Personalities | Niccolò Piccinni | Classical Era | Opera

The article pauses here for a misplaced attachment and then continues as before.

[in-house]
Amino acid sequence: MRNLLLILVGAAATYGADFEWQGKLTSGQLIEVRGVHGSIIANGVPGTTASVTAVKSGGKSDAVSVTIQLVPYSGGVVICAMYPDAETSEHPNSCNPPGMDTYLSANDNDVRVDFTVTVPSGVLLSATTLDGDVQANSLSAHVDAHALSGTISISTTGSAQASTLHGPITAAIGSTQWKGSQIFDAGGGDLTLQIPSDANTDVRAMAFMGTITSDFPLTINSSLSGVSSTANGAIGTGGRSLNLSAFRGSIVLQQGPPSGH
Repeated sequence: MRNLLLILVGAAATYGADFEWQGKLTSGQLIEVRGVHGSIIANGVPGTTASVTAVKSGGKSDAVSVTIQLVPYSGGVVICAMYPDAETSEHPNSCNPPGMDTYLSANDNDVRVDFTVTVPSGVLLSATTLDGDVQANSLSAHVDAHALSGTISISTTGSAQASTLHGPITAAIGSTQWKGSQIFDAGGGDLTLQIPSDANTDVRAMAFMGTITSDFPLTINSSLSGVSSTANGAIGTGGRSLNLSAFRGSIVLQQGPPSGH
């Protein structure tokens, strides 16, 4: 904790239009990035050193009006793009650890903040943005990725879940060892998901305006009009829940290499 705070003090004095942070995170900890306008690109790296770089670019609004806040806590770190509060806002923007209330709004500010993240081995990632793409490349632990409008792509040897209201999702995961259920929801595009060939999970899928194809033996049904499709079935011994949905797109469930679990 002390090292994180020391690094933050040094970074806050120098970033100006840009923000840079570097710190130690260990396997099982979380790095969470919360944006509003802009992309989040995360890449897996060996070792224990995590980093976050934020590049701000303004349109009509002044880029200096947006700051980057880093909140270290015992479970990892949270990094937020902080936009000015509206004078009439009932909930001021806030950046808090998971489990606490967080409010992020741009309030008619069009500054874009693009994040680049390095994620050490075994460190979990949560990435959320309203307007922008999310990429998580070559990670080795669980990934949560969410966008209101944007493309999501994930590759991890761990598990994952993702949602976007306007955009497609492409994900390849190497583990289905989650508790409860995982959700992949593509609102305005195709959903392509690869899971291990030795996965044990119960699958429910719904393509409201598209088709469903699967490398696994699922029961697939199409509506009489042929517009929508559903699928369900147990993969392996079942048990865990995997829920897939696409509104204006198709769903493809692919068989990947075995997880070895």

Le donne dispettose (‘The Spiteful Women’, 1754) was Piccinni’s first opera and was received with great enthusiasm. The eventual composer of some 120 works, he went on as he had begun, scoring several successes that climaxed with his masterpiece, La buona figliuola. Receiving its premiere in Naples, another of Piccinni’s operas, I viaggiatori (‘The Travellers’, 1775) was particularly well liked. At around this time there was resistance in France to the reforms promulgated by Gluck, who had introduced a mixture of music, dance and mime into opera among other ‘unwelcome’ innovations. Unfortunately, Piccinni became the stick with which this faction sought to beat Gluck. The Italian was invited to Paris in 1776, where he was obliged to enter a contest with Gluck, in which both of them wrote an opera, Iphigénie en Tauride. Piccinni lost out, and Gluck’s 1779 version eclipsed Piccinni’s, which was produced in 1781. After Gluck, another rival for Piccinni – Antonio Sacchini (1730–86) – arrived in Paris. Although the success of Piccinni’s Didon (1783) masked the truth, as a composer he was in decline. He has been mainly remembered for his opera buffa, his beautiful melodies and harmonies, and his skilful orchestration.
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